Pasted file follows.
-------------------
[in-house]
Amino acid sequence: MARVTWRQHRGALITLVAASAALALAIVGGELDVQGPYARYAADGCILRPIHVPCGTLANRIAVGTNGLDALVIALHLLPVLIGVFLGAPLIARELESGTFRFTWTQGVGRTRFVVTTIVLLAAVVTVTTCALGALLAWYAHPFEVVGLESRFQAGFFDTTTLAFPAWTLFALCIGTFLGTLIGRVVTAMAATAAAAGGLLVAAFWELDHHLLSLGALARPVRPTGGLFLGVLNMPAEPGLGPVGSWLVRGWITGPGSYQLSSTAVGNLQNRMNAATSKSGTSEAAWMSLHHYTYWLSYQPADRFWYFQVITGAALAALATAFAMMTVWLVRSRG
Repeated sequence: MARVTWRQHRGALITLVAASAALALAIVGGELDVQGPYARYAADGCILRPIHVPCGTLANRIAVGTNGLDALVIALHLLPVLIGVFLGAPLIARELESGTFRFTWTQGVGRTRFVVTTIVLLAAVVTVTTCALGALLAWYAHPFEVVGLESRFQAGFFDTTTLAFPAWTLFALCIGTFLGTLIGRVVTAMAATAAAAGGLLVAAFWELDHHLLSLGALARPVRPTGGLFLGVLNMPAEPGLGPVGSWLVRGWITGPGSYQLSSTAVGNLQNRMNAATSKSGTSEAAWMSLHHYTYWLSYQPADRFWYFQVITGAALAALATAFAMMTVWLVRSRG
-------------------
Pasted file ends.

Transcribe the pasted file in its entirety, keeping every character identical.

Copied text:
[in-house]
Amino acid sequence: MARVTWRQHRGALITLVAASAALALAIVGGELDVQGPYARYAADGCILRPIHVPCGTLANRIAVGTNGLDALVIALHLLPVLIGVFLGAPLIARELESGTFRFTWTQGVGRTRFVVTTIVLLAAVVTVTTCALGALLAWYAHPFEVVGLESRFQAGFFDTTTLAFPAWTLFALCIGTFLGTLIGRVVTAMAATAAAAGGLLVAAFWELDHHLLSLGALARPVRPTGGLFLGVLNMPAEPGLGPVGSWLVRGWITGPGSYQLSSTAVGNLQNRMNAATSKSGTSEAAWMSLHHYTYWLSYQPADRFWYFQVITGAALAALATAFAMMTVWLVRSRG
Repeated sequence: MARVTWRQHRGALITLVAASAALALAIVGGELDVQGPYARYAADGCILRPIHVPCGTLANRIAVGTNGLDALVIALHLLPVLIGVFLGAPLIARELESGTFRFTWTQGVGRTRFVVTTIVLLAAVVTVTTCALGALLAWYAHPFEVVGLESRFQAGFFDTTTLAFPAWTLFALCIGTFLGTLIGRVVTAMAATAAAAGGLLVAAFWELDHHLLSLGALARPVRPTGGLFLGVLNMPAEPGLGPVGSWLVRGWITGPGSYQLSSTAVGNLQNRMNAATSKSGTSEAAWMSLHHYTYWLSYQPADRFWYFQVITGAALAALATAFAMMTVWLVRSRG